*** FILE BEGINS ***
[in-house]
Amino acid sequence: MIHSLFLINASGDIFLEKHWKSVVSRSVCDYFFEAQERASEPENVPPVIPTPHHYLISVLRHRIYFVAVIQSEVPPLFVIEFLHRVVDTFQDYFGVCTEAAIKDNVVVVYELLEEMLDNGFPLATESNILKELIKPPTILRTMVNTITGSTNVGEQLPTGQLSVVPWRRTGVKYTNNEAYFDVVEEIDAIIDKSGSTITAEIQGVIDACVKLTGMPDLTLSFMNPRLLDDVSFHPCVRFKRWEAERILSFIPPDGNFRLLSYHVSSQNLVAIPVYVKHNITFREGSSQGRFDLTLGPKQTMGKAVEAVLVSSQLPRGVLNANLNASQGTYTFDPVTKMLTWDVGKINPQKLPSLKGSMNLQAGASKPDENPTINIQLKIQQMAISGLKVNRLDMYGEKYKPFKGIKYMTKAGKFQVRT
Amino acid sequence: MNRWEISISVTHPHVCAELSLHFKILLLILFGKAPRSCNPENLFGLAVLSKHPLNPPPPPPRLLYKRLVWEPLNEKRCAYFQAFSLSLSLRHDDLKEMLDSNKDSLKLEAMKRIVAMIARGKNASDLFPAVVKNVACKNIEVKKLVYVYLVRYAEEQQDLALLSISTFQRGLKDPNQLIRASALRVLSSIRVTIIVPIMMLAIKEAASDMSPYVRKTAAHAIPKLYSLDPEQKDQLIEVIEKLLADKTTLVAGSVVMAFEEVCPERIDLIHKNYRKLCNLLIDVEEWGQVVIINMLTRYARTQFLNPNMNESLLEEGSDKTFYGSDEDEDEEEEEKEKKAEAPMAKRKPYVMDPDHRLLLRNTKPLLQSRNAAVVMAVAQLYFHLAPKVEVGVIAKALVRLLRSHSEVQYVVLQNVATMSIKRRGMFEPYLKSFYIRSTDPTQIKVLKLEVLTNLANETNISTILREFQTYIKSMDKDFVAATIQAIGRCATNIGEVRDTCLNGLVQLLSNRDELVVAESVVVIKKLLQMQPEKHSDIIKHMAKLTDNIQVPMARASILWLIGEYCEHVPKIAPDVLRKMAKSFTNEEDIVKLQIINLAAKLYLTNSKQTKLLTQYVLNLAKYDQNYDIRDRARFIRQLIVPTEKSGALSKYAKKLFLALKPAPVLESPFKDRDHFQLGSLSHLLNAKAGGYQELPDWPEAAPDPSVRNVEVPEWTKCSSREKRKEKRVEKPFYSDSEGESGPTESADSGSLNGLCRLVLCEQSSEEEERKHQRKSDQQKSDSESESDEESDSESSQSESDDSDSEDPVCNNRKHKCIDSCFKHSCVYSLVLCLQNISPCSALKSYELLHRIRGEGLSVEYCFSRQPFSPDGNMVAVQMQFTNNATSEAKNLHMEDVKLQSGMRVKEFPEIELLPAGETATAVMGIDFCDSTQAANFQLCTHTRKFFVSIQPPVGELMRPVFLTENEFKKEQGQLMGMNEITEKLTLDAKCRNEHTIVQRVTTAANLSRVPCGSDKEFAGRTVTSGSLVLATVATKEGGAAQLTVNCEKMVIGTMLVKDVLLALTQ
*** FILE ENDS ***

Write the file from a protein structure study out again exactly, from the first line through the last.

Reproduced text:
[in-house]
Amino acid sequence: MIHSLFLINASGDIFLEKHWKSVVSRSVCDYFFEAQERASEPENVPPVIPTPHHYLISVLRHRIYFVAVIQSEVPPLFVIEFLHRVVDTFQDYFGVCTEAAIKDNVVVVYELLEEMLDNGFPLATESNILKELIKPPTILRTMVNTITGSTNVGEQLPTGQLSVVPWRRTGVKYTNNEAYFDVVEEIDAIIDKSGSTITAEIQGVIDACVKLTGMPDLTLSFMNPRLLDDVSFHPCVRFKRWEAERILSFIPPDGNFRLLSYHVSSQNLVAIPVYVKHNITFREGSSQGRFDLTLGPKQTMGKAVEAVLVSSQLPRGVLNANLNASQGTYTFDPVTKMLTWDVGKINPQKLPSLKGSMNLQAGASKPDENPTINIQLKIQQMAISGLKVNRLDMYGEKYKPFKGIKYMTKAGKFQVRT
Amino acid sequence: MNRWEISISVTHPHVCAELSLHFKILLLILFGKAPRSCNPENLFGLAVLSKHPLNPPPPPPRLLYKRLVWEPLNEKRCAYFQAFSLSLSLRHDDLKEMLDSNKDSLKLEAMKRIVAMIARGKNASDLFPAVVKNVACKNIEVKKLVYVYLVRYAEEQQDLALLSISTFQRGLKDPNQLIRASALRVLSSIRVTIIVPIMMLAIKEAASDMSPYVRKTAAHAIPKLYSLDPEQKDQLIEVIEKLLADKTTLVAGSVVMAFEEVCPERIDLIHKNYRKLCNLLIDVEEWGQVVIINMLTRYARTQFLNPNMNESLLEEGSDKTFYGSDEDEDEEEEEKEKKAEAPMAKRKPYVMDPDHRLLLRNTKPLLQSRNAAVVMAVAQLYFHLAPKVEVGVIAKALVRLLRSHSEVQYVVLQNVATMSIKRRGMFEPYLKSFYIRSTDPTQIKVLKLEVLTNLANETNISTILREFQTYIKSMDKDFVAATIQAIGRCATNIGEVRDTCLNGLVQLLSNRDELVVAESVVVIKKLLQMQPEKHSDIIKHMAKLTDNIQVPMARASILWLIGEYCEHVPKIAPDVLRKMAKSFTNEEDIVKLQIINLAAKLYLTNSKQTKLLTQYVLNLAKYDQNYDIRDRARFIRQLIVPTEKSGALSKYAKKLFLALKPAPVLESPFKDRDHFQLGSLSHLLNAKAGGYQELPDWPEAAPDPSVRNVEVPEWTKCSSREKRKEKRVEKPFYSDSEGESGPTESADSGSLNGLCRLVLCEQSSEEEERKHQRKSDQQKSDSESESDEESDSESSQSESDDSDSEDPVCNNRKHKCIDSCFKHSCVYSLVLCLQNISPCSALKSYELLHRIRGEGLSVEYCFSRQPFSPDGNMVAVQMQFTNNATSEAKNLHMEDVKLQSGMRVKEFPEIELLPAGETATAVMGIDFCDSTQAANFQLCTHTRKFFVSIQPPVGELMRPVFLTENEFKKEQGQLMGMNEITEKLTLDAKCRNEHTIVQRVTTAANLSRVPCGSDKEFAGRTVTSGSLVLATVATKEGGAAQLTVNCEKMVIGTMLVKDVLLALTQ